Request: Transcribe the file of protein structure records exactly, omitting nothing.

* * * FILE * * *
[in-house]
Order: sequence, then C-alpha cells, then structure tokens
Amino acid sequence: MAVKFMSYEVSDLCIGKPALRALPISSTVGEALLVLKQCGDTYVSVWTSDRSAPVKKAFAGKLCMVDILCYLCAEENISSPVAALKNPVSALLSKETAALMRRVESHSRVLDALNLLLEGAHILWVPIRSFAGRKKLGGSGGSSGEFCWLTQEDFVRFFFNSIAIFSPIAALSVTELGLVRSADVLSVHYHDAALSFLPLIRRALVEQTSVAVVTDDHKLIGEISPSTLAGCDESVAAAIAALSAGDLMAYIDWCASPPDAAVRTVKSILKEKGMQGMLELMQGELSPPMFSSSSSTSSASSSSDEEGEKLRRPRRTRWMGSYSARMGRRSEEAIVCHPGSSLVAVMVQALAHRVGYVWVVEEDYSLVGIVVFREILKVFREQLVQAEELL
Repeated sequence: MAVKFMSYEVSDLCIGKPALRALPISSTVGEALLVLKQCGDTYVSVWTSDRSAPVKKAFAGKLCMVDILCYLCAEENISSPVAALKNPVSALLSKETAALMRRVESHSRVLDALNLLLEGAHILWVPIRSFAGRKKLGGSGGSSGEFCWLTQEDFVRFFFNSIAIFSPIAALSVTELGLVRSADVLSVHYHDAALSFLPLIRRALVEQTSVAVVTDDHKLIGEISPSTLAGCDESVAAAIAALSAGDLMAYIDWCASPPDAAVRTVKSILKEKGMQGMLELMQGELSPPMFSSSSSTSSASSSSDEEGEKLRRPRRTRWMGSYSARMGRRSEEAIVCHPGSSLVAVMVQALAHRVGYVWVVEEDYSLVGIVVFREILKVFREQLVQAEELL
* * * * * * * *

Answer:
[in-house]
Order: sequence, then C-alpha cells, then structure tokens
Amino acid sequence: MAVKFMSYEVSDLCIGKPALRALPISSTVGEALLVLKQCGDTYVSVWTSDRSAPVKKAFAGKLCMVDILCYLCAEENISSPVAALKNPVSALLSKETAALMRRVESHSRVLDALNLLLEGAHILWVPIRSFAGRKKLGGSGGSSGEFCWLTQEDFVRFFFNSIAIFSPIAALSVTELGLVRSADVLSVHYHDAALSFLPLIRRALVEQTSVAVVTDDHKLIGEISPSTLAGCDESVAAAIAALSAGDLMAYIDWCASPPDAAVRTVKSILKEKGMQGMLELMQGELSPPMFSSSSSTSSASSSSDEEGEKLRRPRRTRWMGSYSARMGRRSEEAIVCHPGSSLVAVMVQALAHRVGYVWVVEEDYSLVGIVVFREILKVFREQLVQAEELL
Repeated sequence: MAVKFMSYEVSDLCIGKPALRALPISSTVGEALLVLKQCGDTYVSVWTSDRSAPVKKAFAGKLCMVDILCYLCAEENISSPVAALKNPVSALLSKETAALMRRVESHSRVLDALNLLLEGAHILWVPIRSFAGRKKLGGSGGSSGEFCWLTQEDFVRFFFNSIAIFSPIAALSVTELGLVRSADVLSVHYHDAALSFLPLIRRALVEQTSVAVVTDDHKLIGEISPSTLAGCDESVAAAIAALSAGDLMAYIDWCASPPDAAVRTVKSILKEKGMQGMLELMQGELSPPMFSSSSSTSSASSSSDEEGEKLRRPRRTRWMGSYSARMGRRSEEAIVCHPGSSLVAVMVQALAHRVGYVWVVEEDYSLVGIVVFREILKVFREQLVQAEELL